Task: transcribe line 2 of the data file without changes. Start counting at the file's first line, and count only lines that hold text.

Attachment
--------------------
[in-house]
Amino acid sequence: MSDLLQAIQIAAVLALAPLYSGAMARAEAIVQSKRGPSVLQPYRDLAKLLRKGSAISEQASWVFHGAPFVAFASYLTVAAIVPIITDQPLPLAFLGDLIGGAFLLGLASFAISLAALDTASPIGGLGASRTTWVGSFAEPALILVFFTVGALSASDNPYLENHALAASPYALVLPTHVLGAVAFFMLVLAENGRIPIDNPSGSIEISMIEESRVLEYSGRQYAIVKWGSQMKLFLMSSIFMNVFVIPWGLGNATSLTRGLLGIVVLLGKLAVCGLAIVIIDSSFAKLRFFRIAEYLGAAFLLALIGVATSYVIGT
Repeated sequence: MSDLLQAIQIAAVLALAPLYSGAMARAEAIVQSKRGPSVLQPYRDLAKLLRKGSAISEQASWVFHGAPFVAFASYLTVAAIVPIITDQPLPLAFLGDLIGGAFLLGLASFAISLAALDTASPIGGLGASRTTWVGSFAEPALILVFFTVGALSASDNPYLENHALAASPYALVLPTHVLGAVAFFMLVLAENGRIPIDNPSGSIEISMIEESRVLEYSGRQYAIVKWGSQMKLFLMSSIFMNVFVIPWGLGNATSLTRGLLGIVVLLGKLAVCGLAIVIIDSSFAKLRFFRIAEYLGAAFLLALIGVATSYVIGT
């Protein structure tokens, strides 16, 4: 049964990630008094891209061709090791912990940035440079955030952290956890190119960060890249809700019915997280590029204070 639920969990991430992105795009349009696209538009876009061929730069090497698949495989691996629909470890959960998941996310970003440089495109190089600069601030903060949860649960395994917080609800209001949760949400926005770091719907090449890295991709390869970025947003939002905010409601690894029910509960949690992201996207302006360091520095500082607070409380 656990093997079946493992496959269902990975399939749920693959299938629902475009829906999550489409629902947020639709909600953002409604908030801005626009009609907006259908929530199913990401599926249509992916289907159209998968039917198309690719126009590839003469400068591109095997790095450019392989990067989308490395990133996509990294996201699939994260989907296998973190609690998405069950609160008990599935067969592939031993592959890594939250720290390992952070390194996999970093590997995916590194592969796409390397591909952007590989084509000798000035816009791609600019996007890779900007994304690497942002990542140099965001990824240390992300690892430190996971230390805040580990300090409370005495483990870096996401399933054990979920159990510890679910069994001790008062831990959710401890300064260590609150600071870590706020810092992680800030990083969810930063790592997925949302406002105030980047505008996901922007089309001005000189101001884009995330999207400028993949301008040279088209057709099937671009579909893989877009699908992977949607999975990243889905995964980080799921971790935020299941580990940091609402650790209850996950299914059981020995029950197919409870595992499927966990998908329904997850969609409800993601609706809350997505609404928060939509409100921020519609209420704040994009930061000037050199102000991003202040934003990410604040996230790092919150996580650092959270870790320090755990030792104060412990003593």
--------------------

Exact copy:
Amino acid sequence: MSDLLQAIQIAAVLALAPLYSGAMARAEAIVQSKRGPSVLQPYRDLAKLLRKGSAISEQASWVFHGAPFVAFASYLTVAAIVPIITDQPLPLAFLGDLIGGAFLLGLASFAISLAALDTASPIGGLGASRTTWVGSFAEPALILVFFTVGALSASDNPYLENHALAASPYALVLPTHVLGAVAFFMLVLAENGRIPIDNPSGSIEISMIEESRVLEYSGRQYAIVKWGSQMKLFLMSSIFMNVFVIPWGLGNATSLTRGLLGIVVLLGKLAVCGLAIVIIDSSFAKLRFFRIAEYLGAAFLLALIGVATSYVIGT